Understanding what it takes to achieve health equity requires boards to be informed about the types of data required to assess their organization’s strategy and performance. Most boards review a quality metrics dashboard that includes quarterly summaries on a number of factors. Three common metrics include satisfaction ratings from patients about their hospital experience — for example, Hospital Consumer Assessment of Healthcare Providers and Systems (HCAHPS) scores — and 30-day rehospitalization rates.

To champion health equity, data should be stratified by demographic groups. The most common groupings used in health care are race, ethnicity and language preference (REaL data) and sexual orientation and gender identity. Only when data is reviewed with this level of detail can a board truly assess whether culturally competent care is being provided to meet the unique needs of each patient.

Boards also must dig in and do their homework to understand the meaning of health inequities and disparities and gauge the prevalence of specific diseases in their communities and the accessibility of their hospital’s services. For example, if a health care organization serves a community that is comprised of 25% Latino residents, and the hospital’s patient population is only 10% Latino, it’s important to ask how welcoming and accessible the hospital is to this segment of the population. Where does the rest of the Latino community go for health care? Further, if a hospital’s patient population is 10% Latino, but Latinos account for 30% of all rehospitalization rates, what is happening that puts Latino patients at risk for less-than-ideal health outcomes?

In the U.S. today, cancer, heart disease, diabetes and behavioral health are conditions with the biggest gaps in health equities. Start by asking: What do we know about these conditions in our community and at our hospital? Not all health systems have the ability to supply this kind of demographic data; but boards must ask how to build capacity to support this level of analysis and request that their organizations begin collecting such data.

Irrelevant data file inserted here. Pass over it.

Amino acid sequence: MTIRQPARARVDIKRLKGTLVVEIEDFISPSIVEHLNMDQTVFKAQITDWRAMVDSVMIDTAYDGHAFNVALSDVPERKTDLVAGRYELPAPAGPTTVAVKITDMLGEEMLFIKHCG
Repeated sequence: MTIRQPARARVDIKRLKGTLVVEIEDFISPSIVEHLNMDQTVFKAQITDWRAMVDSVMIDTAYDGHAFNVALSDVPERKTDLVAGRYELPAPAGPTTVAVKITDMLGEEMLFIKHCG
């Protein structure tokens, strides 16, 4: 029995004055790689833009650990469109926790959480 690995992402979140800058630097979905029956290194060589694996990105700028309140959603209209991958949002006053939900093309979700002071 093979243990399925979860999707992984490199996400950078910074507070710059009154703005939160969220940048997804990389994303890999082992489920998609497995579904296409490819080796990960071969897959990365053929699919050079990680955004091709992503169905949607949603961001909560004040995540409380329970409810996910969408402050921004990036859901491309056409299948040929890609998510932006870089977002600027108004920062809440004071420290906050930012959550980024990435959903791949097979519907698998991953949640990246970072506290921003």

Health care has become more complex, and it takes a broader and more in-depth understanding of the issues and terms to oversee high-quality, equitable care. Board members should become conversant in the language of epidemiology, public health, population health, and statistics. It is essential to hold special educational sessions on single topics regarding health equity with subject matter experts from local universities, public health departments and internal hospital departments to better understand the data available. As we often tell our clients’ boards, “board service may be a volunteer activity, but board members should not be amateurs when it comes to understanding the issues.”

Complete reliance on the expertise of board members who are physicians, public health experts or accountants is not good governance. Every hospital or health system board benefits from each member being full engaged.

Inclusive Community Engagement

As more evidence emerges about the impact of social determinants of health — factors linked to communities and neighborhoods where people live and work, access to healthy food and quality housing — hospitals are looking to engage community partners. The board’s role in community engagement reflects health care’s shift to investing in housing, food pantries or community gardens, free transportation, or in-home interventions to coordinate and deliver culturally competent care where patients live.

One approach to better understanding their communities is for boards to “meet on a bus.” Board members hold a meeting while visiting different community centers or faith-based groups so that members can observe and learn about their community firsthand. By holding “town halls” in these venues, boards can invite residents to speak about their hospital experience and the health needs they see in their community.